If you love Scarlett, see this (and not for all the full nudity, which is a necessary part of the film). She has the odd job of acting a role without emotional depthshe's an alien, after all. If you liked "Her" you might not like this one because the concepts here are thin, but it is a weirdly perfect companion piece to "Under the Skin."
Bottom line: I enjoyed this. It wasn't a great movie on any level, but it wasn't terrible IF you can enjoy a lot of slow, intentionally lyrical sections. There are powerful moments, including a terrifying scene of people and their dog fighting heavy surf, and there are mundane moments, including lots of encounters with Scottish men speaking with a great, thick local accent.
There is also a very heavy theme to it all, and some surreal sections that don't make a bit of sense if you care to think about it. There is a logic to the larger plot, however, and it's revealed in the opening scenesaliens are using human skins to look human, and to study us (yeah, usI'm not an alien) and to find more victims for their skins. The fact they go to such great lengths to find lonely victims doesn't really make sense, either, and this is kind of the backbone of the movie (the reason Scarlet does what she does).
But let it all slide and enjoy the growing awareness of the main character as she sees how people see her. It's not eye-opening exactly, but it's well done enough to settle nicely by the end. See it? If you don't mind some art house stuff, yes. With expectations in line.
A simple clever ideathat a man discovers another man exactly like him out there that gets pulled to the breaking point. And then becomes indulgent and disappointing. Finally, the plot turns into a huge shamon purposeand if you suspected this even slightly earlier on you'll be angry at all the wasted time. On top of everything, the plot is slow, and the acting beyond the solid performance(s) by Jake Gyllenhaal is wobbly at best.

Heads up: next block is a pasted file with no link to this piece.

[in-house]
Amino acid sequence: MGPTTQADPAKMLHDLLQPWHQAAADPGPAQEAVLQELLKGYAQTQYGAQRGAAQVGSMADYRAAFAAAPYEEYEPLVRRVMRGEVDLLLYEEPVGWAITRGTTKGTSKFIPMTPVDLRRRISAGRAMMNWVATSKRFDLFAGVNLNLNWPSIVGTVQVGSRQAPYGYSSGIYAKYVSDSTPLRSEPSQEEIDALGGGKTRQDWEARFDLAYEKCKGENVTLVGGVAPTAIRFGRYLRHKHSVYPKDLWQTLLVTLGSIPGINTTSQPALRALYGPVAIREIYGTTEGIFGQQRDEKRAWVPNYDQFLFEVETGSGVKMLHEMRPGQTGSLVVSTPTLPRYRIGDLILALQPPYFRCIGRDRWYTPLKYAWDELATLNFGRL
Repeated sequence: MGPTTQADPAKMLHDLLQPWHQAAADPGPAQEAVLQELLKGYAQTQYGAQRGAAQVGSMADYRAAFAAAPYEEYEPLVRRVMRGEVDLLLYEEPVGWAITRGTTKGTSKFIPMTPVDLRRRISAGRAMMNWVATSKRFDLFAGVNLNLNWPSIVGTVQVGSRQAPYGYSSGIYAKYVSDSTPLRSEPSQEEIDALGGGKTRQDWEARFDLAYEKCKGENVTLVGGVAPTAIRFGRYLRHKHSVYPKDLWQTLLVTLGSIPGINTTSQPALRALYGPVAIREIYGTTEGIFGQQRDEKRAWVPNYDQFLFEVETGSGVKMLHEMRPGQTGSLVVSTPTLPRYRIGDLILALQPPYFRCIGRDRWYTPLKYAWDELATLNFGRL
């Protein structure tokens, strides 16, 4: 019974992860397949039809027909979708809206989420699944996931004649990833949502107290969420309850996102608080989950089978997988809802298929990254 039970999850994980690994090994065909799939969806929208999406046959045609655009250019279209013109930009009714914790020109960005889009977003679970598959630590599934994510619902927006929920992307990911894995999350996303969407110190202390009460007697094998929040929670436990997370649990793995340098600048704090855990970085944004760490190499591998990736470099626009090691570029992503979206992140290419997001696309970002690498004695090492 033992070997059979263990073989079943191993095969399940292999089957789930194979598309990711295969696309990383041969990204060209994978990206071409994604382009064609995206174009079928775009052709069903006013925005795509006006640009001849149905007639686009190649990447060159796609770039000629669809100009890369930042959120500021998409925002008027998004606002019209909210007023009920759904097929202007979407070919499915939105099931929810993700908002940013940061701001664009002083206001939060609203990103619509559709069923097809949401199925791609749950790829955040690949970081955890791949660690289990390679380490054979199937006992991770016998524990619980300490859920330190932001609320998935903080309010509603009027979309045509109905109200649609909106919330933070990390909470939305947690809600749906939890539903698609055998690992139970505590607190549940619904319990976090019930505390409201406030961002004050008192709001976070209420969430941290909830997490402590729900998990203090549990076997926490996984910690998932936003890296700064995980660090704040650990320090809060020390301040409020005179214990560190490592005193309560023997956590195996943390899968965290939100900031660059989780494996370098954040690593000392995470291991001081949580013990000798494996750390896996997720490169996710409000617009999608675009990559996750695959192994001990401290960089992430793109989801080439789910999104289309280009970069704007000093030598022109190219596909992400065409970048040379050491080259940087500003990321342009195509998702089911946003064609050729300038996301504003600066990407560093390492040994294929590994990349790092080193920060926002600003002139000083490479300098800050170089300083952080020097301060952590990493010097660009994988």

So does anything recommend this movie? Maybe not! Not with much better mind game movies out there, from "Memento" and "Fight Club" on down. Yes, this is in that category, but don't be fooled into thinking it has the energy or inventiveness of either. If "Memento" is quiet and searching as it gets willfully confusing (and wonderfully so), "Enemy" is just plain slow. This is meant to draw you into the tension of the main character(s) as he(they) figure out what's going on. But it just gets needlessly heavy.
The filming might have rescued this somewhat, but the director chose to go low- key and dull, as if emphasizing the dullness of the character(s). Director Denis Villeneuve has for me been a mixed bag. His direct and slightly sensational "Prisoners" is solid, if overrated, and his "Incendies" is (to me) underrated, but both of these (and this current film) are striving to go places, and that's worth a lot in my book.
In the end, the idea in "Enemy" isn't such a big deal after all. Even the attempt at depth in the title (if you care to figure it out once done) is thin. Overall the movie craps out and cheeps out, and slowly.